By the next morning a few things were very clear. Six people had been murdered — two Normalistas and three others in a bus full of soccer players and a passenger in a taxi, all of whom were caught in the crossfire. Furthermore, 25 were wounded and 43 Normalistas on board those buses were missing, their whereabouts (with the exception of one student) have yet to be accounted for. That said, it is important to remember that the majority of the Normalistas escaped, and have been able to provide crucial testimony.
Two days after the attack, the federal government arrested 22 Iguala municipal police officers in the murder and disappearance of the students. The Mexican federal government and Attorney General Office (PGR) have since maintained that the attack was carried out by the Municipal Police of Iguala, who then turned the 43 students over to los Guerros Unidos (United Warriors) Drug Cartel, who, according to federal officials, killed the students and clandestinely burned their remains beyond recognition. The PGR indicated that the attacks were masterminded by then-mayor José Luis Abarca, who claims he had no knowledge of the attack and at the time of the ambush he was, “busy dancing.”
THE UNOFFICIAL STORY
Thanks to in-depth reporting by Anabel Hernández and Steve Fisher of the Mexican Magazine, Proceso, it is clear the federal government was complicit at every level of the ambush, and furthermore, the PGR has engaged in a cover-up campaign.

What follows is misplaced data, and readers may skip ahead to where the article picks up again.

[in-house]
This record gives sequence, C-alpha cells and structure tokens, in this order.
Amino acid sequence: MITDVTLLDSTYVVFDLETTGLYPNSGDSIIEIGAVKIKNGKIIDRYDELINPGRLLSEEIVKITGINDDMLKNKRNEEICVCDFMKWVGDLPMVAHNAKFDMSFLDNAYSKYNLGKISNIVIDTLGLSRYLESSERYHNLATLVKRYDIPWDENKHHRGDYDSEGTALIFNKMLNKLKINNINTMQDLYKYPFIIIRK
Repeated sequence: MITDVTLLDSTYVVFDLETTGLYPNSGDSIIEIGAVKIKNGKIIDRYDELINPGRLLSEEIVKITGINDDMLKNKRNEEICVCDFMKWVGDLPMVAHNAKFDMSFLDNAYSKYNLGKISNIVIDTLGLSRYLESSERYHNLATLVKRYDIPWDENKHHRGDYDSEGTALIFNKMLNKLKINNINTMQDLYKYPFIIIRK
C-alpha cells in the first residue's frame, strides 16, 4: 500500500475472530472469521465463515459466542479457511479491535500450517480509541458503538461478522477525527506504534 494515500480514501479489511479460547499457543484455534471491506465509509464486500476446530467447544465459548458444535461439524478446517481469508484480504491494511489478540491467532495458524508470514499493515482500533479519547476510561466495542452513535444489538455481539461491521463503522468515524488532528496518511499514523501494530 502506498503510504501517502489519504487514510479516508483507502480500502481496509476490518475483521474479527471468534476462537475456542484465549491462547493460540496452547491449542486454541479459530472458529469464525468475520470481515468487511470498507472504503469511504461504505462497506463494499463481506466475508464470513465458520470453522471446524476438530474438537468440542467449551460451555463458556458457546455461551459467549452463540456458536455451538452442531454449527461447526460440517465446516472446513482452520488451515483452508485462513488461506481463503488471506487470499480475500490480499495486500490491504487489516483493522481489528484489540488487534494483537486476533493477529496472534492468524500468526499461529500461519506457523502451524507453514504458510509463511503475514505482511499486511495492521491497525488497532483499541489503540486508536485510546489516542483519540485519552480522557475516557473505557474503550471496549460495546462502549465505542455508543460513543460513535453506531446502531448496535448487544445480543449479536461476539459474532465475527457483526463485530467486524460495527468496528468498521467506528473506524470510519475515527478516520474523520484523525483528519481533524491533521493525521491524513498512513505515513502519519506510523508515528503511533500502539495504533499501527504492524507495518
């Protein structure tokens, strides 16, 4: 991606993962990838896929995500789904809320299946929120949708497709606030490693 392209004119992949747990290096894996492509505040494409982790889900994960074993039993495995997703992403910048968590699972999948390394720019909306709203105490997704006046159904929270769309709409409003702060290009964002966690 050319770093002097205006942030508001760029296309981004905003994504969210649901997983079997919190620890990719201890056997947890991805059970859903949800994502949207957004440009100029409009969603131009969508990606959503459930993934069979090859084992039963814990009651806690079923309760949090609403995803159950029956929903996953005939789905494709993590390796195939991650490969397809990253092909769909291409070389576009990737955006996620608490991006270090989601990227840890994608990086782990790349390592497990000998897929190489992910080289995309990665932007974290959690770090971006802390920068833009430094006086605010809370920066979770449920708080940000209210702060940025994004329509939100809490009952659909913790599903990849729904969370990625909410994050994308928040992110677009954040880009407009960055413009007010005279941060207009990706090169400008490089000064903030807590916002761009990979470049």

The Normalistas were not just college students, they were activists, who originally intended to arrive at a protest in Mexico City. Furthermore, one of the forty-three disappeared students was a member of the Normalista school’s highest governing body, and ten were members of the Politics and Ideology steering committee.
The federal government was aware of this, and aware of their movements from the moment the students left Ayotzinapa at roughly 6 p.m. A government report, obtained by Proceso, indicates that the federal government was in constant communication with local police regarding the whereabouts of the Normalistas before Federales blocked the highway to Chilpancingo at 8 p.m., and remained in communication with local police up until the ambush began at 9:40 p.m., when the first shooting was reported in Iguala. Here, it is important to note that in the aftermath of the ambush, the federal government claimed the protestors were en route to disrupt a meeting held by the then-mayor-of-Iguala’s wife, even though that meeting had ended over two hours prior to the ambush.